In the course of Board staff’s review of the Division’s Form 9 request, staff learned that there is a more recent version of the ANSI Z535.2 standard mentioned in the Division’s memorandum.  Board staff’s proposal is based on the ANSI Z535.2-1998 requirements and specifications for warning signs which provide for two types of warning signs that are acceptable for use in the workplace.  Board staff consulted with the Division on this deviation from their proposal and found it to be acceptable.

 

The remainder of the proposed amendments to Sections 3340(c) and (d) consist of non-substantive editorial revisions to ensure consistency with existing Title 8 numerical format.

 

Section 3340.  Accident Prevention Signs.

 

This section contains general industry requirements pertaining to the design, application and use of signs or symbols to define and alert employees to potential or real hazards within the workplace and includes specific requirements addressing: visibility, definitions, classification according to use for warning signs, danger signs, biological hazards and slow-moving vehicles. 

 

Subsection (c) Classification of signs according to use.

 

Subsection (c) specifies use and employee instruction in sign meaning for danger and caution signs and use requirements only for general safety and biological hazard signs.

 

A revision is proposed to add new subsections (2)(A) and (B), containing specific language addressing the use of warning signs and employee instruction in the meaning of a warning sign.

 

The proposed revision will clearly indicate to the employer when it is appropriate to use a warning sign and require employers to instruct employees in the meaning of a warning sign.

 

Subsection (d) Sign design.

 

Subsection (d) specifies the design of safety signs and contains requirements addressing the shape, color, and graphics, etc. for danger, caution, general safety signs, slow-moving vehicle emblem and biological hazard signs.

 

A revision is proposed to add new subsections (3) (A-C) to address two acceptable designs for warning signs based on the ANSI Z535.2-1998 standard.  The proposed revision will require all warning signs to be approved per Section 3206 of the GISO.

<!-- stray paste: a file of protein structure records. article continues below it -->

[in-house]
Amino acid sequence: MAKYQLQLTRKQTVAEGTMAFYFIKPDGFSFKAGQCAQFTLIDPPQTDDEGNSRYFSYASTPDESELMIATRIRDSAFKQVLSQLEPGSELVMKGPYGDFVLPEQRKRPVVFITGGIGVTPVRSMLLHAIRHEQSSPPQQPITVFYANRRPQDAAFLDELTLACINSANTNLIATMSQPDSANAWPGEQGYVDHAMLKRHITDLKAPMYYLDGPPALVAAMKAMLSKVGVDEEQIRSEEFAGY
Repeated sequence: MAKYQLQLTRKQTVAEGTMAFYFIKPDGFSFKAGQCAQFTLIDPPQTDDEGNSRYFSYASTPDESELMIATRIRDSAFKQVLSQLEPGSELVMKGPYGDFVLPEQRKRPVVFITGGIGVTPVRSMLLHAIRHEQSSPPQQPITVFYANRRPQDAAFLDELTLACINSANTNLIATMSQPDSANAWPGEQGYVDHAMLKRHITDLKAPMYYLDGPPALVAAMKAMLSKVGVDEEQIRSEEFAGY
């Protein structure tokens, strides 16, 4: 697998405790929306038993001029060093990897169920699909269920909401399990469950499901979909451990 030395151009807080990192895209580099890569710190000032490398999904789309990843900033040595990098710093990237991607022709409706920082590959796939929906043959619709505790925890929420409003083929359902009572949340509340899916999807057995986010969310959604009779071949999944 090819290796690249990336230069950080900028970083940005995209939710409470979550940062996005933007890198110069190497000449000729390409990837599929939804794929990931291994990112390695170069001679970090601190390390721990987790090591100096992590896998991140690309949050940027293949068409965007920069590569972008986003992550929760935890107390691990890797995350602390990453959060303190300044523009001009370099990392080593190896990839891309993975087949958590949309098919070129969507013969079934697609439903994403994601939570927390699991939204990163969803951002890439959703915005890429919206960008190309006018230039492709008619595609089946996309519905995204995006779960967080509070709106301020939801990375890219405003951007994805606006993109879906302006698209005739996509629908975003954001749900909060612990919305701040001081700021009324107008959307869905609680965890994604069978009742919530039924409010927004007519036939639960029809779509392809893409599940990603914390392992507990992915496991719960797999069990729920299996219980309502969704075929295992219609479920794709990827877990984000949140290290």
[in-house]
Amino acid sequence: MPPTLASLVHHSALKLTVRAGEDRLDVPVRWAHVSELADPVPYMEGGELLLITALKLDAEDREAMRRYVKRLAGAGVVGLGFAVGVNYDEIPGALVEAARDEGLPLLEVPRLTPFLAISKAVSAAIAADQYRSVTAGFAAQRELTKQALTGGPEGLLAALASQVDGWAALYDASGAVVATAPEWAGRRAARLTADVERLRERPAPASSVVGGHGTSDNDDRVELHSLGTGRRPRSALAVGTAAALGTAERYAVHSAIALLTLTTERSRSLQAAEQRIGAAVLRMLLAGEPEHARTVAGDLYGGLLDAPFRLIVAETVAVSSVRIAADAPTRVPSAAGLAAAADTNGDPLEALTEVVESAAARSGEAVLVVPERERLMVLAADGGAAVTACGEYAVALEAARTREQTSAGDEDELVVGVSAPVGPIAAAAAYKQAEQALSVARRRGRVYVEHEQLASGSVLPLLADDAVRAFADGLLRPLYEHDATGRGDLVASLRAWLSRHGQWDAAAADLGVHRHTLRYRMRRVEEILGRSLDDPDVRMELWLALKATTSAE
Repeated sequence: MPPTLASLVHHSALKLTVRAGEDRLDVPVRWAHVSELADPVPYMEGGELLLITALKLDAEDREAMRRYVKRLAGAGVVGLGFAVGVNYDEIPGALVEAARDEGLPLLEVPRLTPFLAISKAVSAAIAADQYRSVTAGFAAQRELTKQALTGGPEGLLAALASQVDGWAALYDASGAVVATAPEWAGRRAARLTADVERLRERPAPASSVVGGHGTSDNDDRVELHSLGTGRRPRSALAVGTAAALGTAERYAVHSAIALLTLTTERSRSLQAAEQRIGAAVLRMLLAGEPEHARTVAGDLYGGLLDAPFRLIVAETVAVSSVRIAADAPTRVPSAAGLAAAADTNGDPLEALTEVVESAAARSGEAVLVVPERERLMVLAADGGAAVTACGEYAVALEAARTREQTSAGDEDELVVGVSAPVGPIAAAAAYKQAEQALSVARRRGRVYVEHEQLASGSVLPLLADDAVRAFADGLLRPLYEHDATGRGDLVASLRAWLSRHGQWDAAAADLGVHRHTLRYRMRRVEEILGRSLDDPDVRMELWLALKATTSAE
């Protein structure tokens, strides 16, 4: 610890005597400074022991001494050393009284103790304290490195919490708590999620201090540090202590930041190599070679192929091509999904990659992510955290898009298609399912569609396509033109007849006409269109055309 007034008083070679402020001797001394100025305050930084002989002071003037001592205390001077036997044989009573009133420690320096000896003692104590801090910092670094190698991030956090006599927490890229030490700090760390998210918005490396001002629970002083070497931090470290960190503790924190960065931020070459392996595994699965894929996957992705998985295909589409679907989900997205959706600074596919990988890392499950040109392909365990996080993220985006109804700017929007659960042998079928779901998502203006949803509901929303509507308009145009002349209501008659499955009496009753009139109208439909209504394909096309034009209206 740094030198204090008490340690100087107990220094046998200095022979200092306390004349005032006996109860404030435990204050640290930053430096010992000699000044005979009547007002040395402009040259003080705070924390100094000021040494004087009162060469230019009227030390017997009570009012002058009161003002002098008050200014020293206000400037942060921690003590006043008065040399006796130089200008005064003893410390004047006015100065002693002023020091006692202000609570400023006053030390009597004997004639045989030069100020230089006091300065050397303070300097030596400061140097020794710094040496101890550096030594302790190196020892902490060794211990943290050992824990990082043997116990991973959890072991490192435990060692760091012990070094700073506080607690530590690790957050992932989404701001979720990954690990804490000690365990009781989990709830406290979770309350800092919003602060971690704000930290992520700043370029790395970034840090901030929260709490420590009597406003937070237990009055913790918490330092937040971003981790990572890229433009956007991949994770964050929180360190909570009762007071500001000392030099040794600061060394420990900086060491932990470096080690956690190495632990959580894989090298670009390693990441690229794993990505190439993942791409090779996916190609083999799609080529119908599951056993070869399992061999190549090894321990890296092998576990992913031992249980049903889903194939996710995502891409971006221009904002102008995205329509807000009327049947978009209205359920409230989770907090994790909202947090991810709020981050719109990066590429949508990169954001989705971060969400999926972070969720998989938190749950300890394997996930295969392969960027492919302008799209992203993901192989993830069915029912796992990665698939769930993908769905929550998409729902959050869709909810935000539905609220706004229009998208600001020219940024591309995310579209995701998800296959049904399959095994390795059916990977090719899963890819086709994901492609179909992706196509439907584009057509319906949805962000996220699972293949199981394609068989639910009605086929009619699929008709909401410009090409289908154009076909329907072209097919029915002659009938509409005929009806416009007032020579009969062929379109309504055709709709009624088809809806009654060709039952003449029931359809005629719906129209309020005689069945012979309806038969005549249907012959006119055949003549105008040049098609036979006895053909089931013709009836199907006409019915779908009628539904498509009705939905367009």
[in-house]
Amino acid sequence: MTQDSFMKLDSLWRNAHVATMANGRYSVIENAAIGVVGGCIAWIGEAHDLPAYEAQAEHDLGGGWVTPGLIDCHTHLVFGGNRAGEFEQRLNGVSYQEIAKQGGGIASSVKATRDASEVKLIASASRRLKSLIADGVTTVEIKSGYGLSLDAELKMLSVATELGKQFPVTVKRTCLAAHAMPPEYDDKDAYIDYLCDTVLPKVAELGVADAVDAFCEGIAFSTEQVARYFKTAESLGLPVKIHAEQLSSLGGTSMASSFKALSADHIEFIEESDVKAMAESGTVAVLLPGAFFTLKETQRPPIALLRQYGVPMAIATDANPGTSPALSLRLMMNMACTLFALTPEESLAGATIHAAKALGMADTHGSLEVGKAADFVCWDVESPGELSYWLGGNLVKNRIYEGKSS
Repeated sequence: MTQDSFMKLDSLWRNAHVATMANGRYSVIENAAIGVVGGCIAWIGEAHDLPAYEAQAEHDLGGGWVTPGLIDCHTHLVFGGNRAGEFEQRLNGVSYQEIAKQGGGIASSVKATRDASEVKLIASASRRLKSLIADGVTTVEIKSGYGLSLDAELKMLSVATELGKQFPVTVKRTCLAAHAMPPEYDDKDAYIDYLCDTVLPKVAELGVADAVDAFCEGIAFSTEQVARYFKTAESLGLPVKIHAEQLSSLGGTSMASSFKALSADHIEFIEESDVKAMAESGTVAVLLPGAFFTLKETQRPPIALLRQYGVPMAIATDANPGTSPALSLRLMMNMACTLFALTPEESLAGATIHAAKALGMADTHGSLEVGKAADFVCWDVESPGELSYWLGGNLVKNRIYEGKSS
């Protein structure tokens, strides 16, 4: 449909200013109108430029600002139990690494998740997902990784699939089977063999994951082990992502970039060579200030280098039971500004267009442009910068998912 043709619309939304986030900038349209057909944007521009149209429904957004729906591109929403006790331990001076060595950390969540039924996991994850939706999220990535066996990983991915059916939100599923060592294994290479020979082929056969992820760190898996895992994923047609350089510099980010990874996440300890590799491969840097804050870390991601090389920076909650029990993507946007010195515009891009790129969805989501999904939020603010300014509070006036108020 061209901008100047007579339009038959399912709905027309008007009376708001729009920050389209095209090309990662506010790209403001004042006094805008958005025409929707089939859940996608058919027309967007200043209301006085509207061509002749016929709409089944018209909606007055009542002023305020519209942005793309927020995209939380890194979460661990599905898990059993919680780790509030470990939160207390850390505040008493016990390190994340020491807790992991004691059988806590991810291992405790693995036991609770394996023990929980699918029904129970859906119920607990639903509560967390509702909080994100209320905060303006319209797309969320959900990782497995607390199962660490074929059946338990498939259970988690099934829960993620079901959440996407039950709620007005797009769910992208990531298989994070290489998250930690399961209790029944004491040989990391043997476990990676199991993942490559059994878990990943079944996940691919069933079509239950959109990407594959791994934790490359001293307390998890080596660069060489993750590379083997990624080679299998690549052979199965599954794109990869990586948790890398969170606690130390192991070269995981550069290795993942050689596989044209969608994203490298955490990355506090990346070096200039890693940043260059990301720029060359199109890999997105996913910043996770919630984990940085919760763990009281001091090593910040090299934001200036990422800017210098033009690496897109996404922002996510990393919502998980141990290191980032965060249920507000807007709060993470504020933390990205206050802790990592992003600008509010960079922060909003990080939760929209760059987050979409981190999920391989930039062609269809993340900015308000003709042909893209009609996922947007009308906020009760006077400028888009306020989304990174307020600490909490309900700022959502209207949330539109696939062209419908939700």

The proposed revisions will clearly indicate to the employer the two warning sign designs that are acceptable in accordance with established national consensus standards and that the design selected must be approved as provided under Section 3206 of the GISO.

 

REASONABLE ALTERNATIVES THAT WOULD LESSEN ADVERSE

IMPACT ON SMALL BUSINESSES

 

No adverse impact on small businesses is anticipated from the implementation of the proposed amendments.  Therefore, no reasonable alternative identified by the Board or otherwise brought to its attention would lessen the impact on small businesses.

 

COST ESTIMATES OF PROPOSED ACTION

 

Costs or Savings to State Agencies

 

No costs or savings to state agencies will result as a consequence of the proposed action (see the explanation in “Reasonable Alternatives That Would Lessen Adverse Impact On Small Businesses”).

 

Impact on Housing Costs

 

The Board has made an initial determination that this proposal will not significantly affect housing costs.

 

Impact on Businesses

 

The Board has made an initial determination that this proposal will not result in a significant, statewide adverse economic impact directly affecting businesses, including the ability of California businesses to compete with businesses in other states.

 

Cost Impact on Private Persons or Entities

 

The Board is not aware of any cost impacts that a representative private person or business would necessarily incur in reasonable compliance with the proposed action.  The proposal consists of technical clarifying revisions of existing regulations with no new or added affect.

 

Costs or Savings in Federal Funding to the State

 

The proposal will not result in costs or savings in federal funding to the state.

 

Costs or Savings to Local Agencies or School Districts Required to be Reimbursed

 

No costs to local agencies or school districts are required to be reimbursed.  See explanation under “Determination of Mandate.”

 

Other Nondiscretionary Costs or Savings Imposed on Local Agencies

 

This proposal does not impose nondiscretionary costs or savings on local agencies.

 

DETERMINATION OF MANDATE